The crisis is catapulting us at breakneck speed into a new recycling world of work – we need ideas, and these are generated outside of our comfort zone!
Over the past few days, we have encountered all kinds of far-fetched scenarios in relation to the virus and our situation, ranging from the apocalyptic and the moderate to positive scenarios prophesying an economic reset. Right now, nobody can reliably predict what lies ahead.
The fact is that life has been turned upside down. And we are all seeking new things to rely on, new rules and functioning infrastructures. This goes hand in hand with a deep-rooted desire for security. I don’t need to tell you where I am as I write these lines – I am sitting at home with a view of the garden.
The tegos Group CEOs Andreas and Ralf have been busily getting things accomplished since the beginning of last week. In next to no time, the headquarters in Dortmund were vacated – something which was unimaginable for many of our customers and partners, but which is basically the norm for us employees, as we all frequently work remotely. But it’s now a real luxury in this exceptional situation. As a software supplier, tegos has an agile set-up with all of its applications and all the hardware. To be honest, up to the beginning of last week, I had declared ‘agile’ to be one of my personally hated words of the year 2020. It always sounded so oversized to me, and there were countless best practice examples doing the rounds on the likes of LinkedIn – everyone had the perfect answer to how to use the term. I have reconsidered my definition of the term ‘agile working’ since last week and it has therefore taken on a new meaning. To my mind, what the tegos Group achieved in a matter of hours – emptying the entire Dortmund headquarters in record time in order to protect its most important resource, people, and, of course, to continue to supply all the customers too – represents the new world of work.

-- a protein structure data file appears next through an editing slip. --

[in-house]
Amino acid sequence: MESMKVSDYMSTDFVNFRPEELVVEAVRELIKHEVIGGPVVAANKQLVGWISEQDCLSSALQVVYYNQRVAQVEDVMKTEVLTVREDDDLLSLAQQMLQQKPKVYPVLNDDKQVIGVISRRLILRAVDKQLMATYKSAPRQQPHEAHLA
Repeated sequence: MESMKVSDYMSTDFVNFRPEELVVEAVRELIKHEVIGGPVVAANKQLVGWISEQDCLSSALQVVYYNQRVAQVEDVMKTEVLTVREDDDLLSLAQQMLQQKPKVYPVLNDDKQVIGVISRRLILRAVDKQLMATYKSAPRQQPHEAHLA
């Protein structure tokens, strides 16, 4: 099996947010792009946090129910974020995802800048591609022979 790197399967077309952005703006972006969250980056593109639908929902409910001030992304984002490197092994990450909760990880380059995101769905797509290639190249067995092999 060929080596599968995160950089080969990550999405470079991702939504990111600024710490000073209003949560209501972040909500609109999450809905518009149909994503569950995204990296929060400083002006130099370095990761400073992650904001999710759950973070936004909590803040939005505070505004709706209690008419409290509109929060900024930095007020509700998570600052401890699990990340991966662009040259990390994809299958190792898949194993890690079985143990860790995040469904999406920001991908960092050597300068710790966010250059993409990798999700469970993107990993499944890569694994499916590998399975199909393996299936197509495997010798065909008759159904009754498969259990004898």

As solution providers, we are clearly always a few steps ahead of the rest in terms of technology, and it goes without saying that a disposal business could never get things done so quickly, either now or in the future. Who would run the plant or see to the sorting process, or indeed take care of municipal waste disposal? But it is when the going gets tough that ideas grow and we have the courage to tackle issues which we would never have defined as being necessary until a week ago or which involve terminology that was entirely foreign to us. We didn’t have the time to think about best practices for virtual maintenance work or an online customer portal that connects the customers so effectively that it would perhaps take only one employee to coordinate it or connecting all the systems to achieve accurate coordination, thereby taking the strain off those working in the area of municipal waste disposal. We would never have spared a thought for our infrastructures in the company, where we are dependent on high-performance computers which are only available at our regular place of work. This wasn’t necessary, so it wasn’t an issue. But it is now and will be from now on!